The Astapori situation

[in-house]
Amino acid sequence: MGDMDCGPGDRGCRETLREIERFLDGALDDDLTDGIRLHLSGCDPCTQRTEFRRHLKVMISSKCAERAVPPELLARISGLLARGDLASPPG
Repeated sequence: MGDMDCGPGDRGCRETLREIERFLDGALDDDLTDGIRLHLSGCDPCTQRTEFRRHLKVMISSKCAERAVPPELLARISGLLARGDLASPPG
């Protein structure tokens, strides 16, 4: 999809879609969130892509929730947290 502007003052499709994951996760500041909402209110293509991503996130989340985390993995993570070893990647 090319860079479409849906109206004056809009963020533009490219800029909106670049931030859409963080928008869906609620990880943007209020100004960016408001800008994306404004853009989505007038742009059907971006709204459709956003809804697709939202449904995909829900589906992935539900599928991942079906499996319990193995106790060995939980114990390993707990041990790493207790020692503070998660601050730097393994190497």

Oh, definitely. I know I said his one order, but I meant his one priority. My bad. Gregor and Lorch obviously weren't acting independently. Sure, and I don't disagree. There's more here to talk about though, no? Yeah, fair enough. Many reasons one might not need or want or be able to have a slave, though. Housing them, foremost among issues. If you have no space, you can't have a slave. Still, I guess the question is what comes first, slave owning money or tokar wearing money. If it's the former, the vast majority of tokar wearers own slaves. If it's the latter, a slightly smaller majority of tokar wearers own slaves. My point is simply that we don't know that one must own slaves in order to wear a tokar, and so it's possible that the order to kill any man wearing a tokar could kill some who own no slaves. Even if it did, though, collateral damage is always to be expected during a sack. One can't take issue with the collateral damage if one believes the sack was worthwhile. Mmm, it's impossible to say, really. Whether he's of age or not, Daenerys might well consider him a boy, and we don't truly know whether children wear the tokar. Time might tell. Well, I am a person who cares about fairness and contracts and all that, and I honestly think what she did was disgusting. However, I also believe the deal was struck and finished. It's just that she had no intention of leaving it at that. It's not good business to go stealing your payment back, of course, but the theft is the payment, not what you paid for. Anyone who knows Daenerys did this and gets into business with her is a fool, however. I wouldn't trust her for a moment. Maybe. Or maybe they act as if they want their freedom because it clearly pleases Daenerys, their master. It's hard to say. The obedience is deep, and - I believe to a man - they chose to serve as her army. The exact thing they'd be doing if they had no choice at all. It's worth considering, is all. They'd be fiercely loyal to whomever bought them, no matter what kind of person they are. Sure, the "normal" slaves are all (well, mostly all) unhappy. The Unsullied are... different. Now admittedly, it was part of a sales pitch, but Kraznyz says that the Unsullied would kill those who try to tempt them with freedom, and that "an Unsullied would not take it if the little mare offered it as a gift". The Unsullied have had their reputation for centuries. I wouldn't think embellishment would be necessary. It might well be true. What else do they have, besides obedience? What else do they know? Considering they all pledged themselves to Daenerys, it's fair enough to say that they didn't take the freedom that she offered them. I sure did. It had nothing to do with what I was talking about. I was talking about what it undeniably shows. What is certain. Not Daenerys's view on the matter. The fact that one cannot move freely, and that it requires the full use of one hand is undeniable. Completely beyond doubt. The fact that it is only worn by slave owners is not undeniable. It may well be the case, but Daenerys believing it does not make it so. What is clear is that it is a sign of wealth. The slavers are all, obviously, wealthy. Therefore, all slavers will wear tokars, as it is the one garment that the wealthy wear. What is not clear is the amount of wealth one must have to be allowed to wear a tokar. The well-to-do, but not extraordinarily wealthy might be able to wear the tokar (there are plain fringed tokars, for example, which might be worn by such). We also don't know that if one were going to wear a tokar but happened to have no slaves (whether they all died, or they never owned any for some reason), whether or not they would be allowed to do so. Is slave ownership a prerequisite for wearing a tokar? We don't know, but it seems unlikely. We know they're restricted (in Astapor, at least) to only the freeborn, but it seems likely enough that they're limited to the wealthy because they're prohibitively expensive for those without such means. Certainly, it's likely that in the majority of cases, such wealth coincides with slave ownership, but I wouldn't think it a necessity. As such, there could be those who own no slaves yet wear a tokar. It doesn't matter overmuch, regardless. I agree with Lord Varys that Daenerys went far enough to avoid a wholesale massacre, and even if her orders did cause the death of non-slave-owning-tokar-wearers, I believe that collateral damage is unavoidable in a sack anyway. I mostly agree with what is being said. Just some minor quibbles.